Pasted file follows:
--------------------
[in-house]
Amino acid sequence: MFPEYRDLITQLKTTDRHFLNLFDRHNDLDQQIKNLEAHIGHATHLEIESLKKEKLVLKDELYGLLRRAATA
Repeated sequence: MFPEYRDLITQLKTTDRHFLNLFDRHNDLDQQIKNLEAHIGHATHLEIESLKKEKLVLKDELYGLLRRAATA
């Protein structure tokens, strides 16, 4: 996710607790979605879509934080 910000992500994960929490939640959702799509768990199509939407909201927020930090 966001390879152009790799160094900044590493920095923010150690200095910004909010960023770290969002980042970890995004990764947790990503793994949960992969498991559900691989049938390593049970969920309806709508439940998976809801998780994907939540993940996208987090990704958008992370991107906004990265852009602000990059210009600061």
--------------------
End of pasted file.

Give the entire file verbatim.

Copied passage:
[in-house]
Amino acid sequence: MFPEYRDLITQLKTTDRHFLNLFDRHNDLDQQIKNLEAHIGHATHLEIESLKKEKLVLKDELYGLLRRAATA
Repeated sequence: MFPEYRDLITQLKTTDRHFLNLFDRHNDLDQQIKNLEAHIGHATHLEIESLKKEKLVLKDELYGLLRRAATA
């Protein structure tokens, strides 16, 4: 996710607790979605879509934080 910000992500994960929490939640959702799509768990199509939407909201927020930090 966001390879152009790799160094900044590493920095923010150690200095910004909010960023770290969002980042970890995004990764947790990503793994949960992969498991559900691989049938390593049970969920309806709508439940998976809801998780994907939540993940996208987090990704958008992370991107906004990265852009602000990059210009600061």